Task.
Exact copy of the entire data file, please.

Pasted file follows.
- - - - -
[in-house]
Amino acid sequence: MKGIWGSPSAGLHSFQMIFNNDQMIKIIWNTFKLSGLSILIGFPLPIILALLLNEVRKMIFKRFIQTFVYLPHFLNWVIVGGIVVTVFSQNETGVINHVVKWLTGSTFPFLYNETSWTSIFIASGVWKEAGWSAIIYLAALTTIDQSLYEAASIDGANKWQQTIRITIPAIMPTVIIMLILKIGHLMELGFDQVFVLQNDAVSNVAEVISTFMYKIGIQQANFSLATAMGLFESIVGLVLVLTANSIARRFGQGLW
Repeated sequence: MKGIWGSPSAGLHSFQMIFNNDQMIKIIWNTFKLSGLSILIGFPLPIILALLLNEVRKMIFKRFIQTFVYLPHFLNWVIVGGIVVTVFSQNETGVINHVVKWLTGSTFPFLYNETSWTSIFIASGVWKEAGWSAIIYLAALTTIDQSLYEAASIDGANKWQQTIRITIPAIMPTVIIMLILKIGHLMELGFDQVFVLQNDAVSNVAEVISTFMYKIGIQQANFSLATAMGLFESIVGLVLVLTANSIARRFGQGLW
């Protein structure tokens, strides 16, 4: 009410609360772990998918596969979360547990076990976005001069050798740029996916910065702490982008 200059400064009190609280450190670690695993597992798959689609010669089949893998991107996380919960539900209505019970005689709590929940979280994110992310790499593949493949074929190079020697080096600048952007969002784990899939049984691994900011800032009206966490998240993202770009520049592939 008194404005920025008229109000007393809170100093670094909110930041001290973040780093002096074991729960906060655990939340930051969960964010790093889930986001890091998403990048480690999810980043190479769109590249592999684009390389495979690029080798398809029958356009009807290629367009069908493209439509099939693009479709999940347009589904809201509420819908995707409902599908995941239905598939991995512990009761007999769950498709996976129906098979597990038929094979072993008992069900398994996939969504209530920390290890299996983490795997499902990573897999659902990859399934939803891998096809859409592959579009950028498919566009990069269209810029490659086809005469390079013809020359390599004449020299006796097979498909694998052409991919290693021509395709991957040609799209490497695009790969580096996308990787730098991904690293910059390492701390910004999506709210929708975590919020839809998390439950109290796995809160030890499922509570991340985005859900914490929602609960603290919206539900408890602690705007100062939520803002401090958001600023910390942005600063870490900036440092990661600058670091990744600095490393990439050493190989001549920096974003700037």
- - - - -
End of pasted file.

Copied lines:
[in-house]
Amino acid sequence: MKGIWGSPSAGLHSFQMIFNNDQMIKIIWNTFKLSGLSILIGFPLPIILALLLNEVRKMIFKRFIQTFVYLPHFLNWVIVGGIVVTVFSQNETGVINHVVKWLTGSTFPFLYNETSWTSIFIASGVWKEAGWSAIIYLAALTTIDQSLYEAASIDGANKWQQTIRITIPAIMPTVIIMLILKIGHLMELGFDQVFVLQNDAVSNVAEVISTFMYKIGIQQANFSLATAMGLFESIVGLVLVLTANSIARRFGQGLW
Repeated sequence: MKGIWGSPSAGLHSFQMIFNNDQMIKIIWNTFKLSGLSILIGFPLPIILALLLNEVRKMIFKRFIQTFVYLPHFLNWVIVGGIVVTVFSQNETGVINHVVKWLTGSTFPFLYNETSWTSIFIASGVWKEAGWSAIIYLAALTTIDQSLYEAASIDGANKWQQTIRITIPAIMPTVIIMLILKIGHLMELGFDQVFVLQNDAVSNVAEVISTFMYKIGIQQANFSLATAMGLFESIVGLVLVLTANSIARRFGQGLW
């Protein structure tokens, strides 16, 4: 009410609360772990998918596969979360547990076990976005001069050798740029996916910065702490982008 200059400064009190609280450190670690695993597992798959689609010669089949893998991107996380919960539900209505019970005689709590929940979280994110992310790499593949493949074929190079020697080096600048952007969002784990899939049984691994900011800032009206966490998240993202770009520049592939 008194404005920025008229109000007393809170100093670094909110930041001290973040780093002096074991729960906060655990939340930051969960964010790093889930986001890091998403990048480690999810980043190479769109590249592999684009390389495979690029080798398809029958356009009807290629367009069908493209439509099939693009479709999940347009589904809201509420819908995707409902599908995941239905598939991995512990009761007999769950498709996976129906098979597990038929094979072993008992069900398994996939969504209530920390290890299996983490795997499902990573897999659902990859399934939803891998096809859409592959579009950028498919566009990069269209810029490659086809005469390079013809020359390599004449020299006796097979498909694998052409991919290693021509395709991957040609799209490497695009790969580096996308990787730098991904690293910059390492701390910004999506709210929708975590919020839809998390439950109290796995809160030890499922509570991340985005859900914490929602609960603290919206539900408890602690705007100062939520803002401090958001600023910390942005600063870490900036440092990661600058670091990744600095490393990439050493190989001549920096974003700037």